The central dogma of biology states that DNA is transcribed into RNA and RNA is translated into protein. What this statement fails to mention is that there are many different kinds of RNA involved in the translation of the nucleic acid language to the amino acid language. Keep in mind that there are literally dozens of different kinds of RNA and RNA-based enzymes that serve roles in gene regulation and other cellular processes. But, there are three forms of RNA that are the most ubiquitous and important forms of RNA in most organisms.
Messenger RNA (mRNA) is the form of RNA that actually stores the nucleotide sequence that can be translated into a protein sequence. It carries the genetic message from the DNA in the nucleus to the ribosomes outside of the nucleus to be translated. But, mRNA is just one piece of the puzzle.
The cell also needs ribosomal RNA (rRNA) and transfer RNA (tRNA) in order to translate this nucleic acid sequence into a sequence of amino acids. Ribosomal RNA forms a quaternary structure with several proteins to create a functional ribosome, as you can see here with the ribosomal RNA shown in light orange. Ribosomes have a large subunit and a small subunit, which come together around the mRNA molecule. The ribosomal RNA and proteins have specific areas that bind the mRNA molecule and areas that will catalyze the formation of a new protein chain. This is where transfer RNAs come into play.
Each tRNA carries a specific amino acid and has a specific anticodon sequence exposed to the mRNA. If all three of these anticodon nucleotides are perfect complements of the codon sequence, the tRNA molecule will add its amino acid to the growing polypeptide chain. Then, the empty tRNA will be ejected from the ribosome and recycled. As this happens, the ribosome moves along the mRNA molecule to the next codon, until it reaches a “STOP” codon and the sequence is finished. We’ll cover this process in more detail in section 6.4.
You should also note that each of these forms of RNA is stored in the genetic code. Each one is created by the process of transcription. However, the primary RNA transcript must undergo processing and specific modification before it can become mRNA, tRNA, or rRNA.
As noted in previous videos, the DNA code contains a lot more than just the information needed to create protein. For example, some estimates of the human genome suggest that only 8-15% of the genome actually contains sequences that become proteins (known as exons). The other 85% (or more) consist of regulatory elements (covered in section 6.5), telomeres, pseudogenes, repeat sequences, and introns. Some of these structures serve purposes, while others seem to be leftovers from the complexities of evolution. While most of these non-coding sequences lie between genes, the introns are non-coding sequences that lie within genes.
The process of RNA transcription creates a primary RNA transcript that still contains the introns. Since these introns contain non-coding DNA, leaving them in the mRNA molecule would create a nonsensical protein. Therefore, they must be removed through the process of splicing. The process of splicing starts with the removal of introns. The remaining exons are reassembled and bonded back together to create the pre-mRNA transcript. This sequence typically only contains coding regions, all arranged in the proper order to create a protein. This pre-mRNA needs a few things to become a mature mRNA molecule.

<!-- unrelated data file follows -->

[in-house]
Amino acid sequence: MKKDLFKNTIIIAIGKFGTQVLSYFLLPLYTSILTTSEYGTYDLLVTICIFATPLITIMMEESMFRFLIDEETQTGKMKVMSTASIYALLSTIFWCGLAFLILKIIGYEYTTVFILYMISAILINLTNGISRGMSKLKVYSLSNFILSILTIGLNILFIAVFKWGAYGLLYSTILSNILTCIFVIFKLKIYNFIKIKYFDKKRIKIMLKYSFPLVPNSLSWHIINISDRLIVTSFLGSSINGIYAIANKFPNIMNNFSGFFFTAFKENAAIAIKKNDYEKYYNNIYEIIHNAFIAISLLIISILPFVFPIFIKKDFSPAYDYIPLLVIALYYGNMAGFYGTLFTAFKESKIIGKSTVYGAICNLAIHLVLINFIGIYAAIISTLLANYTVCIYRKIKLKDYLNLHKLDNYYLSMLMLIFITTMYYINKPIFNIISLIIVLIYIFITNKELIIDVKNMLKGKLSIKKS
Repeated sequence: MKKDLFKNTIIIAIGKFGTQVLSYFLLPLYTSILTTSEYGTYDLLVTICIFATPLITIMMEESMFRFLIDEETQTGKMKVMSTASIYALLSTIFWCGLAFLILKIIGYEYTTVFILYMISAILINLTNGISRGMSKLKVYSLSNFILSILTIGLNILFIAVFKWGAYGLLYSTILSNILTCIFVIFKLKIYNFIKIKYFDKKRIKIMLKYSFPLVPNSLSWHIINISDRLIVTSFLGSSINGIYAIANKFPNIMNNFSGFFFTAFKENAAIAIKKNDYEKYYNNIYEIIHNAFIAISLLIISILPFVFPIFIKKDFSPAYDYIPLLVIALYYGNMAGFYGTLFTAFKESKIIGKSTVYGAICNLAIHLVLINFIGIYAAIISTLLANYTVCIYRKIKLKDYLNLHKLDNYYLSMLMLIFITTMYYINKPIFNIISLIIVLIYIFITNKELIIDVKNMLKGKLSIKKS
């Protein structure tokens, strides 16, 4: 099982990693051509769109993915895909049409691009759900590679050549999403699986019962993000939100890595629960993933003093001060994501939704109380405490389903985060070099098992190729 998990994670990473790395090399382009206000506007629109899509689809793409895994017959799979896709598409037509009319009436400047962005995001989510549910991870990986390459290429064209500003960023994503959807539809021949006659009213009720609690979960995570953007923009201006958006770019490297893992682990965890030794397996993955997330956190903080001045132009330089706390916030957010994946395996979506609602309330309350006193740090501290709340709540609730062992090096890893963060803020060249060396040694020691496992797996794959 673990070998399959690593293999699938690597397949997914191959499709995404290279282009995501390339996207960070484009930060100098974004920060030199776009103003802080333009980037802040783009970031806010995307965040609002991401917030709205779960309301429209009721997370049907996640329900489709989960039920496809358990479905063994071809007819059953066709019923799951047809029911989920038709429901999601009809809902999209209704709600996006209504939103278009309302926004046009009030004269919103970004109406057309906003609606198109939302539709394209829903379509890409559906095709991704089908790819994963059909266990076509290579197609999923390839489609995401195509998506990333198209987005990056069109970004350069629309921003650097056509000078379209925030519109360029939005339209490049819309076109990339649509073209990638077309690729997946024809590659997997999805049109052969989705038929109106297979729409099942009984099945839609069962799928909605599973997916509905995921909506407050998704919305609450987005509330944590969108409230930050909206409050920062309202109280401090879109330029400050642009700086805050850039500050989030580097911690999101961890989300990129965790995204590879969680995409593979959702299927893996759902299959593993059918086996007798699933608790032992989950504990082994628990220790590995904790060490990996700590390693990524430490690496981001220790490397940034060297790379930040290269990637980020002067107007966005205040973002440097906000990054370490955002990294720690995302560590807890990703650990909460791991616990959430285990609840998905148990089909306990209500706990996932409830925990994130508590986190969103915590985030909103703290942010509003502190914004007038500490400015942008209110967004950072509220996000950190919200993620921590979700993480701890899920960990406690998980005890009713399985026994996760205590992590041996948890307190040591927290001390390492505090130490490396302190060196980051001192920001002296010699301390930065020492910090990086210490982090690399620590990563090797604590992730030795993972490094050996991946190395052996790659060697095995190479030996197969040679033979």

Two minor additions are made to this mRNA transcript before it is exported from the nucleus to become a protein. First, a molecule of GTP is added to the 5’ side of the RNA molecule. This stabilizes the molecule and blocks any random chemical reactions from taking place. On the 3’ side of the molecule, a long string of adenine nucleotides is added. Like the GTP molecule, this “poly-A tail” stabilizes the other side of the pre-mRNA. To do this, a number of proteins recognize specific sequences within the mRNA. These proteins recruit poly(A) polymerase which completes the process of polyadenylation.
Thus, with the introns spliced out, a GTP head, and a poly-A tail, the mRNA molecule is ready to leave the nucleus and be translated. Keep in mind that other forms of RNA, including tRNA and rRNA, also have specific post-transcription processing that folds them into the right shape and adds various elements.
The human genome encodes roughly 21,000 protein-coding genes. However, this is only a tiny fraction of the total variation created into actual proteins. This extra variation is created through the process of alternative splicing.
In regular splicing and processing, all of the exons for each gene get cut out and spliced back together to create the final mRNA transcript. To understand why this process can easily change, let’s take a closer look at how RNA processing actually works.
In most multicellular animals, the process of slicing is carried out by a complex enzyme structure known as a spliceosome. A spliceosome consists of 5 small-nuclear-RNA (snRNA) molecules and their associated proteins bound together into a complex. The spliceosome essentially binds to each intron, connecting the exons and removing the introns. If the spliceosome perfectly cuts out each intron and leaves each exon, one specific version of the protein is created. However, this process is loaded with complex variations.
Each small-nuclear-RNA is genetically inherited with complex mutations. Plus, the proteins that create the spliceosome complex are also subject to variation. This can create spliceosomes that cut out certain exons entirely, leading to different isoforms of the same protein. These isoforms can also have extended exons or included introns. Some isoforms can function differently in different tissue types and environments, based on the spliceosome each cell creates – leading to differential cell functions. The many versions of a protein created by the inclusion of different exons and introns are made possible by alternative splicing.
More and more studies are revealing that alternatively spliced proteins account for nearly two-thirds of the genes in mice and humans. Each alternatively spliced protein can have between 2-25+ different variants – allowing certain proteins to function much differently in different cell types.